3D-ICs with through-silicon vias (TSVs) are not yet in volume production, but work has already begun on design standards - and more work is needed soon. An excellent update on work in progress, and a discussion of what's needed, was provided at a Silicon Integration Initiative (Si2) panel discussion at an "Si2 Round-up" co-located with the recent Design Automation Conference (DAC 2012).
The panel began with an update on the Si2 Open3D TAB (Technical Advisory Board) given by its chairman, Riko Radojcic, director of engineering at Qualcomm's CDMA Technology Group. Other panelists included the following (in order of their opening presentations):
Currently 18 companies are members of the Open3D TAB, including all the companies listed above.
A recurring theme throughout this discussion was the diverse ecosystem that's needed to produce 3D-ICs. It includes many different kinds of providers, as shown in the diagram to the right. It will include tools from different EDA vendors, and in many cases, dies from different sources. There are thus a number of "handoffs" between different providers and tools, and there must be some kind of common language so everyone can understand what is being handed off.
Open3D TAB - Lubricating the Supply Chain
Standards, said Radojcic, are "a lubricant to the supply chain." He noted that Qualcomm and other companies are relying on a distributed supply chain, and that standards are vital for facilitating the handoff between one provider and another. Radojcic pointed to two different kinds of standards that are being developed in parallel. One is process standards for such concerns as wafer thinning and inspections; these are under development by SEMI and Sematech. Another is the design standards under development by Si2, IEEE, JEDEC, and Global Semiconductor Alliance (GSA).
"For me the intent of standards is to facilitate communication between memory die and stack design, and custom die and stack design and the other way around. Let's figure out what types of design information need to be sloshed around and then let's settle on some kind of format that can slosh this design information around," Radojcic said.
Radojcic identified seven types of information that need to be "sloshed around:"
The Open3D TAB has launched dedicated working groups in the first three areas above - Power Distribution Network (PDN), Thermal Management, and Pathfinding - and will take up the other topics later. Radojcic said, "we have three working groups in flight, and we are looking for them to hand off a standard soon-ish. And we are hoping to have the first batch of 3D design exchange formats this year."
So What Else is Needed?
Chandrasekar (Altera) provided a list of "near term" (1-2 years) and "long term" (2+ years) needs for standards. Near term needs include a set of "good practices" for 3D integration, interoperability with existing tool sets, interfaces between multiple dies, and a 3D process design kit (PDK). Long term needs include material and structural attributes for pathfinding, a data exchange format for interoperability between IC design tools, and a data exchange format for chip-package co-design.
Sarkar (Apache) provided a closer look at the activities of the Open3D PDN working group. Its charter, he said, is to come up with a "simplified equivalent circuit to model load and parasitic to enable stacked die PDN design and verification." Working group members are working towards model standardization, targeting areas including model generation, interfaces, validation, design exploration, and implementation.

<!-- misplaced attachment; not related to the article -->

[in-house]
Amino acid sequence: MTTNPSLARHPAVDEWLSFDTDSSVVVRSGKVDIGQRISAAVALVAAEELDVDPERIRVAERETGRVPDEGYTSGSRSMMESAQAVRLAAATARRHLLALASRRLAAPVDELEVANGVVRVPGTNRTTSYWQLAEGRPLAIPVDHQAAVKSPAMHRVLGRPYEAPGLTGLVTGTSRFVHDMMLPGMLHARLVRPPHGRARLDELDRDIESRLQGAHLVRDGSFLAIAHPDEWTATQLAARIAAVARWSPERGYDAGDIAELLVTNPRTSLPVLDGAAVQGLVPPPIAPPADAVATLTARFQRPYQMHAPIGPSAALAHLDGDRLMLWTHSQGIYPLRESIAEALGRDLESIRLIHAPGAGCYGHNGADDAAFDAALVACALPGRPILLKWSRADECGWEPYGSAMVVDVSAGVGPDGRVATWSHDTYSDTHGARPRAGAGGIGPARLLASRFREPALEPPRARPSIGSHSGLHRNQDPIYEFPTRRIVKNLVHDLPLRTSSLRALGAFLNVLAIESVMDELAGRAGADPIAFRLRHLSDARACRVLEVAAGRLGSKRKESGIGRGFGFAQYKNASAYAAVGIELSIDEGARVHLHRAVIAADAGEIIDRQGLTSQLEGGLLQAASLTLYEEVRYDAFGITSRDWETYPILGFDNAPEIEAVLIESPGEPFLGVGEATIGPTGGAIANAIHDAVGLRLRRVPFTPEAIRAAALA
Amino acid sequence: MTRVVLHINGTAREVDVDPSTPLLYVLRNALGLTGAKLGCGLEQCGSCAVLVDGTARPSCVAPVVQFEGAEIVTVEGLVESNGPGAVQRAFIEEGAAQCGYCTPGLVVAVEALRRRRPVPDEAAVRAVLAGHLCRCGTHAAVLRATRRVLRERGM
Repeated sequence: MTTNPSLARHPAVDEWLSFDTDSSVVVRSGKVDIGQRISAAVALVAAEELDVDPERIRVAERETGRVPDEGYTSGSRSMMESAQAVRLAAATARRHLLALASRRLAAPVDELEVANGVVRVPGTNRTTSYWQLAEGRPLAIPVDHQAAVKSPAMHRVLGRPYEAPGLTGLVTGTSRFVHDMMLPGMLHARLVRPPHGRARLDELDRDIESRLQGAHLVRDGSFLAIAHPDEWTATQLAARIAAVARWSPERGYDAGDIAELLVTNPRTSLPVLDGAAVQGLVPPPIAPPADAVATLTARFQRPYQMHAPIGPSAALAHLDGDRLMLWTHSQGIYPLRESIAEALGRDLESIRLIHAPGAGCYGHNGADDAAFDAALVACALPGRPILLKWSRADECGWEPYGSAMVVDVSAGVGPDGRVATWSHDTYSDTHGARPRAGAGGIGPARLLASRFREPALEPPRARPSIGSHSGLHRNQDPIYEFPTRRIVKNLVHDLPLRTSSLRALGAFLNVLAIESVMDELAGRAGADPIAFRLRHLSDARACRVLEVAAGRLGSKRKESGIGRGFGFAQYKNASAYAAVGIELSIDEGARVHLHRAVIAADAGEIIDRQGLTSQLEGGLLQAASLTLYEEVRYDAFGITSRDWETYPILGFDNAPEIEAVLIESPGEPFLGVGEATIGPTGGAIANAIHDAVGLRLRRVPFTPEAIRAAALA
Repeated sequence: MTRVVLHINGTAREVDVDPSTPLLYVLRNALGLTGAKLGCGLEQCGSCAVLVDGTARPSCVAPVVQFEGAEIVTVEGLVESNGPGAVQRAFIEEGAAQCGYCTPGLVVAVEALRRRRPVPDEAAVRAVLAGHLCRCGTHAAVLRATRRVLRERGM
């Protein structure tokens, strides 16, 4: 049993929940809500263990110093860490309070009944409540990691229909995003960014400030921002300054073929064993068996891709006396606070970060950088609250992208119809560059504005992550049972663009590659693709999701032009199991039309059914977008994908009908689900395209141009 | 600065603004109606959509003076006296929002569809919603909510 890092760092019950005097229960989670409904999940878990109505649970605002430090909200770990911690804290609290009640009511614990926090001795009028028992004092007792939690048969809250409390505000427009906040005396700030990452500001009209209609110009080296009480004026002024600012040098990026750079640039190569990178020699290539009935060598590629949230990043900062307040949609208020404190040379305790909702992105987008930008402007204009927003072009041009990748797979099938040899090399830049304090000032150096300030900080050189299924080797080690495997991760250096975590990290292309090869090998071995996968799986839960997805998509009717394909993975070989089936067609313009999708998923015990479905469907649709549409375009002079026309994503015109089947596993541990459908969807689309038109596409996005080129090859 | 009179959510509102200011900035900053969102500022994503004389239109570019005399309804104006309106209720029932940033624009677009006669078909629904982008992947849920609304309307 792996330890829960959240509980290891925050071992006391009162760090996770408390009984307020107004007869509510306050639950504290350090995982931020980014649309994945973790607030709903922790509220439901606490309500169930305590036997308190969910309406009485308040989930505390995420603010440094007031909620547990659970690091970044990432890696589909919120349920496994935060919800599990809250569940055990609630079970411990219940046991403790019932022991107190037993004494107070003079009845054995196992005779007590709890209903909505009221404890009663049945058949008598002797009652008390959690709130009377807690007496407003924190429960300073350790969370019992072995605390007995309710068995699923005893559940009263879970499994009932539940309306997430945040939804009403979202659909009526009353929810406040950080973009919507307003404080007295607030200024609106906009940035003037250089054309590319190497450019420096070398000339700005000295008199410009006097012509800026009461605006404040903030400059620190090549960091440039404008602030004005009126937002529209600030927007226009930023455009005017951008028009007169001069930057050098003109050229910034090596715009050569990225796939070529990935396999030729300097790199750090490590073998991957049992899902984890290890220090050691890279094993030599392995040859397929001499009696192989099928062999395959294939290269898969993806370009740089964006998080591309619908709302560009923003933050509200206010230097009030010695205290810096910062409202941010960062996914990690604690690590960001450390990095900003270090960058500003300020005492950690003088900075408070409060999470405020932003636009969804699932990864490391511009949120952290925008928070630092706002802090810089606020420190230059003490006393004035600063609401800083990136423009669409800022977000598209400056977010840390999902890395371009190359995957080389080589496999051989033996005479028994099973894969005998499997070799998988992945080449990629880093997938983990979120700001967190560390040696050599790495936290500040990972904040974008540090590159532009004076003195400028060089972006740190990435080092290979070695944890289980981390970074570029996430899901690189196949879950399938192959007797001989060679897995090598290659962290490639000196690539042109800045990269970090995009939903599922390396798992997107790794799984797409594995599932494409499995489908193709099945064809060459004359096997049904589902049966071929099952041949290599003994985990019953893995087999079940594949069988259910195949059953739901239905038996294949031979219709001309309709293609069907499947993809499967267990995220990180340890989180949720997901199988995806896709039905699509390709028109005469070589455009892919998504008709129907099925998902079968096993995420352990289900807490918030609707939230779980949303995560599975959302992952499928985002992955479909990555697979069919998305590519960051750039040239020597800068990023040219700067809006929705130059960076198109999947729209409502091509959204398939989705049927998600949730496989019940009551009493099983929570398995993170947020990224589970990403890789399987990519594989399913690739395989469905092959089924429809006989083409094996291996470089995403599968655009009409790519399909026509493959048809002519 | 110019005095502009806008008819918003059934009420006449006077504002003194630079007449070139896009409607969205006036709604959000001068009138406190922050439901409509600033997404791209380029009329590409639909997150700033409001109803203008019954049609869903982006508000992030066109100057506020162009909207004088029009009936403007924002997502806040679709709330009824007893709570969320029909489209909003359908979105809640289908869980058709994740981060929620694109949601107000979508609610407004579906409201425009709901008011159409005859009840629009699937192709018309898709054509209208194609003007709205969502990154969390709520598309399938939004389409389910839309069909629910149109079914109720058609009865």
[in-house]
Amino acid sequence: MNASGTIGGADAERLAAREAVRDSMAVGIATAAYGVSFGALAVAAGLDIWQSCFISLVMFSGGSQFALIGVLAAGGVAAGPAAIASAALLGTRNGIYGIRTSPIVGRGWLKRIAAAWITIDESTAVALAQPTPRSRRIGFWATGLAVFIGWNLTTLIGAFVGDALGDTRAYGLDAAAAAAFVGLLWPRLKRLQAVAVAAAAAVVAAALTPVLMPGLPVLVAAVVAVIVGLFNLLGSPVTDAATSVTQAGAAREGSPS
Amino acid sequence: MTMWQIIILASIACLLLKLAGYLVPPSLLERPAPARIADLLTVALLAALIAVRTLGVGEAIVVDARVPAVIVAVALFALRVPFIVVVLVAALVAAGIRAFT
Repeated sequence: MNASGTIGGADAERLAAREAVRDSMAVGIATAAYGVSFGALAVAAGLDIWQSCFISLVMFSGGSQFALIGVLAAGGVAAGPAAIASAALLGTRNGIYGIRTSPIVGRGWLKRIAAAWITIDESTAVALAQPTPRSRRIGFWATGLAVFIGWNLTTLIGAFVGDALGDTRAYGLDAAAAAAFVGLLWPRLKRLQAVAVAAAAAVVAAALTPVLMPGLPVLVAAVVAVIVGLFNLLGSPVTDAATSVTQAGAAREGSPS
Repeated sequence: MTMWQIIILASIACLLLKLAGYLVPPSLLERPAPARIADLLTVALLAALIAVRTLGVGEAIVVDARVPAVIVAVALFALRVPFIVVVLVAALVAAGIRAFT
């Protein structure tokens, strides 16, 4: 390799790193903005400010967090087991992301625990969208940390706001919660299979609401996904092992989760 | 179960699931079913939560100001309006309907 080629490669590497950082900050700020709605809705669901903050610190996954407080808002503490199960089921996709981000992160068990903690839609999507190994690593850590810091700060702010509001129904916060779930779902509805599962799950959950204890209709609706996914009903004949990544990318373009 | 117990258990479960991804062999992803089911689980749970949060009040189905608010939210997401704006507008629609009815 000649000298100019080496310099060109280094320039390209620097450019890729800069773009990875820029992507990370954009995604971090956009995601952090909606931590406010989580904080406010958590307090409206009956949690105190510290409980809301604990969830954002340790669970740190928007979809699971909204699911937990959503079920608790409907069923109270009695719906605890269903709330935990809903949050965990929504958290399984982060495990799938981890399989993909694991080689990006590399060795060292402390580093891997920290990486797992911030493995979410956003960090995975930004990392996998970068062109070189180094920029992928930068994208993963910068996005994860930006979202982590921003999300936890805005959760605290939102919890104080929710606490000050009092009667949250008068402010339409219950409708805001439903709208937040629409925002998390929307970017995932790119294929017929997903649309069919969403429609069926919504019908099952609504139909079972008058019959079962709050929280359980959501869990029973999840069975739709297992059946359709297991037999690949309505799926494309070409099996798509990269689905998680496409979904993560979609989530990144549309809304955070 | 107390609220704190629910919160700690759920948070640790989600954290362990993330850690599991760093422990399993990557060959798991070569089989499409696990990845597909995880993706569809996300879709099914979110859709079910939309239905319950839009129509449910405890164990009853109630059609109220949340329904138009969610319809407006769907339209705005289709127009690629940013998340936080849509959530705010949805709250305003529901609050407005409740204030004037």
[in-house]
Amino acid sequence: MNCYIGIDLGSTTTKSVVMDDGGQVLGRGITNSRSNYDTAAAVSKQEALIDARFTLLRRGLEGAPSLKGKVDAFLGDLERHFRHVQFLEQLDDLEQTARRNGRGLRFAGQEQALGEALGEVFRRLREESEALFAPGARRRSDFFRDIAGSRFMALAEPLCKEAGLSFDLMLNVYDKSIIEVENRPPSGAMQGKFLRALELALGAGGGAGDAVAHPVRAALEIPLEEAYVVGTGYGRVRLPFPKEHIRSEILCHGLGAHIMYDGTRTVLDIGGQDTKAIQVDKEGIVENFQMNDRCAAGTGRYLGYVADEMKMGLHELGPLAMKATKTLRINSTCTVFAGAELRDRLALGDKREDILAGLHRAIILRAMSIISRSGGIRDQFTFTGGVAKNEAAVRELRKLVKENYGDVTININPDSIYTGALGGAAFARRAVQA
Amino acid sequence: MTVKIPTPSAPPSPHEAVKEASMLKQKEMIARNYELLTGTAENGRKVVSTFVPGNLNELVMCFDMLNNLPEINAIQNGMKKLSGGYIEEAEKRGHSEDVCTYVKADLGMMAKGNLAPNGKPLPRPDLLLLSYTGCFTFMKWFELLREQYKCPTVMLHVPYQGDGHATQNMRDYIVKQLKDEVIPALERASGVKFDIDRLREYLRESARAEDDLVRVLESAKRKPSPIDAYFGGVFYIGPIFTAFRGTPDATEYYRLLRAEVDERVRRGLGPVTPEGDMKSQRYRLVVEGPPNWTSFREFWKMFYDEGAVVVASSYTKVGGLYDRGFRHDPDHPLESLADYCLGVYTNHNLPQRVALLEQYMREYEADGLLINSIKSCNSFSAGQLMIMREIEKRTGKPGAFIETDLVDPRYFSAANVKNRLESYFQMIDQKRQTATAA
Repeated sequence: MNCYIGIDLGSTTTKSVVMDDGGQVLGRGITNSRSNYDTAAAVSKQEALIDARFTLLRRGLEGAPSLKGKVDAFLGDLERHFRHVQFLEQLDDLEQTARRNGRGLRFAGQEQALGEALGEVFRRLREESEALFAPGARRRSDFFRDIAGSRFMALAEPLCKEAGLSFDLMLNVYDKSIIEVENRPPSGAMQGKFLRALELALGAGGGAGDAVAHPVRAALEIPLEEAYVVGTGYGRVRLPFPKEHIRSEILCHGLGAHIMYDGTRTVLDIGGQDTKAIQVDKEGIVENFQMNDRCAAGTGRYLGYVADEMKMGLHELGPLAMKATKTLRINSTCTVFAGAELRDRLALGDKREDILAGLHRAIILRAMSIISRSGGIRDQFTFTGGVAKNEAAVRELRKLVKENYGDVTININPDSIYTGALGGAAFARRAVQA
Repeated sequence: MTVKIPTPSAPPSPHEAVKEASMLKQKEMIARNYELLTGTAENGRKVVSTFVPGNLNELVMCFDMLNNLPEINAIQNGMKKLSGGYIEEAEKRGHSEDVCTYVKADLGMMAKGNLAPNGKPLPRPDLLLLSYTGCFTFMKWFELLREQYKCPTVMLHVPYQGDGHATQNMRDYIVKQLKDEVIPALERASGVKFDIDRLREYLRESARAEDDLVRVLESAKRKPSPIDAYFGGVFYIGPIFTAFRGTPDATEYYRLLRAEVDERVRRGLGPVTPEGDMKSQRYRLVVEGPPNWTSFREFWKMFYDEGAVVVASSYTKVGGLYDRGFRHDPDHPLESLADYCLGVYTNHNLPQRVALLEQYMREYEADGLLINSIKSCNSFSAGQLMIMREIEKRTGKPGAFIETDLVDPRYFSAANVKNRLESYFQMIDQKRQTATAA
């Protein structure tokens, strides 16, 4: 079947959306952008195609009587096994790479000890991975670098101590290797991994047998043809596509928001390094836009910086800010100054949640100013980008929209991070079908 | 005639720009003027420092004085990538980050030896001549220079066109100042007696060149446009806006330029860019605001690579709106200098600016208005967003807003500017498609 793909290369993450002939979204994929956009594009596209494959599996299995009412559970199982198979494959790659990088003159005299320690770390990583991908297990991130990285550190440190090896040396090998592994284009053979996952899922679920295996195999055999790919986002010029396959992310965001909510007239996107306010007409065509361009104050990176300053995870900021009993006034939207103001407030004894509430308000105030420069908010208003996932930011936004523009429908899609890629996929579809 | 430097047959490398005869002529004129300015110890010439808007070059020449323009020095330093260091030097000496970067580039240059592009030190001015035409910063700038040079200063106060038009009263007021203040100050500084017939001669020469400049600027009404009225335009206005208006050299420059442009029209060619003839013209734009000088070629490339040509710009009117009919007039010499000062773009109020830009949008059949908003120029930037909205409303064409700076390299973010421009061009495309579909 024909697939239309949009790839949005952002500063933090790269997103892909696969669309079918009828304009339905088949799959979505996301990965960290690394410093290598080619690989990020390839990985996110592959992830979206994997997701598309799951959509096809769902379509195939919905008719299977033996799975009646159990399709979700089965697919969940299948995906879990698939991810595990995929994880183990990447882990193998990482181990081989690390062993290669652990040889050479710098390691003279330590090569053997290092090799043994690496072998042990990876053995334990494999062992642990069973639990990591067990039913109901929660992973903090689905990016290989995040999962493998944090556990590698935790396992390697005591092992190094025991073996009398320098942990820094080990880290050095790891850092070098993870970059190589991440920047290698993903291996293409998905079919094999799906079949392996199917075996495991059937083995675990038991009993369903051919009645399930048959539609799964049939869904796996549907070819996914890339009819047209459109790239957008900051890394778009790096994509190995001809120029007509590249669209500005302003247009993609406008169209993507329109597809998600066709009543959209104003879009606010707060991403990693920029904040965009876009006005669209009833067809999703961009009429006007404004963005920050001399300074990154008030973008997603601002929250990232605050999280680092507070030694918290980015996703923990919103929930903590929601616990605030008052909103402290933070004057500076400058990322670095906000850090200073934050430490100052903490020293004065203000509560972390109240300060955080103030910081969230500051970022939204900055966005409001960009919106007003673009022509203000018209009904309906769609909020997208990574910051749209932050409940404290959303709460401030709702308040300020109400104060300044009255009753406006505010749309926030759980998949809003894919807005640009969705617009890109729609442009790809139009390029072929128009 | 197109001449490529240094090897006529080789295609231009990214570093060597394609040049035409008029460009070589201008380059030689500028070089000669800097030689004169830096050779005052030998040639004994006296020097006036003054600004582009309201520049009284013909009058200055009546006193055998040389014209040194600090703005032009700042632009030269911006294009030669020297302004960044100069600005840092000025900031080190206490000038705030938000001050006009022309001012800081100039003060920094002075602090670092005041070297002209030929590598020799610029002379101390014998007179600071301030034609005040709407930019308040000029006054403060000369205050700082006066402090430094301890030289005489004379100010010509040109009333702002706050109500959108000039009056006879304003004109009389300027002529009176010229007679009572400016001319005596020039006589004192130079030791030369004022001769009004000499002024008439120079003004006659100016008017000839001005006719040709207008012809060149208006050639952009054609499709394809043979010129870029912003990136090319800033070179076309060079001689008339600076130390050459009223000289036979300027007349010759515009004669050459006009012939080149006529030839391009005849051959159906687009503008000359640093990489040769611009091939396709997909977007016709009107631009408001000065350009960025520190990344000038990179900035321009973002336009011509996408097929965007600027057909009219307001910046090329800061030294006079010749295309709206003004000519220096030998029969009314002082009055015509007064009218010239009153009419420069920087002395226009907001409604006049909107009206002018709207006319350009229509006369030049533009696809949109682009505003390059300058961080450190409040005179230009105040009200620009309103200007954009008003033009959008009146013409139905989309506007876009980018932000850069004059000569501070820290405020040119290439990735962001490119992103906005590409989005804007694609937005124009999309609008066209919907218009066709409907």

"What we have achieved so far," Sarkar said, "is that we have defined what the power model should contain, what benefits the model should provide, and what we should not give out in details, so you do not divulge too much of your IP. We are also making good progress on defining an interface." The working group has version 1.4 of a Chip Package Interface Protocol (CPIP) spec.
Bansal (Cadence) noted that a very complex 3D-IC ecosystem requires collaboration between different parties - EDA and IP providers, foundries, outsourced assembly and test (OSAT), packaging houses, and more. Just like in a big company where there are multiple "views," there must be some standardized processes for communication. Standards are also needed on the manufacturing side, she noted: "How are we going to standardize in test? What are the assembly procedures, wafer handling mechanisms, and materials that will be used?" The business model is also a big question - who is going to be responsible for reliability and yield?
Petranovic (Mentor) talked about the need for standards for electrical modeling for timing and signal-integrity analysis. One big question is TSVs - are they vias or devices? What kind of coupling between TSVs needs to be taken into account? "There is still uncertainty about what should be modeled and what is really important to be modeled," he said.
Samoylov (Invarian) focused on 3D thermal standards. With 3D-ICs, he noted, we will go from a single slice of silicon to a real 3D structure with thermal properties, and thermal effects that are "pretty much unpredictable." Microbump arrays and TSVs will have a significant impact on thermal characteristics. Dies from different vendors will be assembled into 3D stacks, and thermal analysis cannot be done by a single vendor. Samoylov said there is "very strong demand" for a common format that will express thermal characteristics.
Finally, Varadarajan (Atrenta) gave an example of why the Pathfinding working group (which he's on) has an important task. "A single 3D design decision, such as changing one die from face up to face down, completely changes the physical model," he said. "To characterize that effectively you need standards, because it's going to change your parasitics and your timing, and change all the decisions you need to make."
Presentation slides from these speakers (except Varadarajan, who had no slides) are available here.